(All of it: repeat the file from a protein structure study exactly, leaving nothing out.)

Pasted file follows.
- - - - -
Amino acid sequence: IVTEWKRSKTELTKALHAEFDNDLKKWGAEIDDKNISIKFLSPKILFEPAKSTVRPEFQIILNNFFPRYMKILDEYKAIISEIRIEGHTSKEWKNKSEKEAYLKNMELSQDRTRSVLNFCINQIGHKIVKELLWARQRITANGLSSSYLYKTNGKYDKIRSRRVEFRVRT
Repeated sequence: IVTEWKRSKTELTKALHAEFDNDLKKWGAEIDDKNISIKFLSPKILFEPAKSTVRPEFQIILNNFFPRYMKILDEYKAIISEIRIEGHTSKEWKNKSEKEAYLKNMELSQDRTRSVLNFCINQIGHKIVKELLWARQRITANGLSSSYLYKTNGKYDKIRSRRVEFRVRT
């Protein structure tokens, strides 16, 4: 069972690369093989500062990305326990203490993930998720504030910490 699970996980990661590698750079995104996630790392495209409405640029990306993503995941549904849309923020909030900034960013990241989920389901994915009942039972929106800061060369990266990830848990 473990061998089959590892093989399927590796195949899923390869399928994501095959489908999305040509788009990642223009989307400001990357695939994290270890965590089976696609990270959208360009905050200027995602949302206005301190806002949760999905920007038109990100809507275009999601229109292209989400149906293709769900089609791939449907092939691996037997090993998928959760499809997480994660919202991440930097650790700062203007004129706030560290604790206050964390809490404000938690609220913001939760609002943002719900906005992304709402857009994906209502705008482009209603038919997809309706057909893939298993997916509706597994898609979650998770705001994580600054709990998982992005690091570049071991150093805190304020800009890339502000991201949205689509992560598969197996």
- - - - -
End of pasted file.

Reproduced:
Amino acid sequence: IVTEWKRSKTELTKALHAEFDNDLKKWGAEIDDKNISIKFLSPKILFEPAKSTVRPEFQIILNNFFPRYMKILDEYKAIISEIRIEGHTSKEWKNKSEKEAYLKNMELSQDRTRSVLNFCINQIGHKIVKELLWARQRITANGLSSSYLYKTNGKYDKIRSRRVEFRVRT
Repeated sequence: IVTEWKRSKTELTKALHAEFDNDLKKWGAEIDDKNISIKFLSPKILFEPAKSTVRPEFQIILNNFFPRYMKILDEYKAIISEIRIEGHTSKEWKNKSEKEAYLKNMELSQDRTRSVLNFCINQIGHKIVKELLWARQRITANGLSSSYLYKTNGKYDKIRSRRVEFRVRT
């Protein structure tokens, strides 16, 4: 069972690369093989500062990305326990203490993930998720504030910490 699970996980990661590698750079995104996630790392495209409405640029990306993503995941549904849309923020909030900034960013990241989920389901994915009942039972929106800061060369990266990830848990 473990061998089959590892093989399927590796195949899923390869399928994501095959489908999305040509788009990642223009989307400001990357695939994290270890965590089976696609990270959208360009905050200027995602949302206005301190806002949760999905920007038109990100809507275009999601229109292209989400149906293709769900089609791939449907092939691996037997090993998928959760499809997480994660919202991440930097650790700062203007004129706030560290604790206050964390809490404000938690609220913001939760609002943002719900906005992304709402857009994906209502705008482009209603038919997809309706057909893939298993997916509706597994898609979650998770705001994580600054709990998982992005690091570049071991150093805190304020800009890339502000991201949205689509992560598969197996």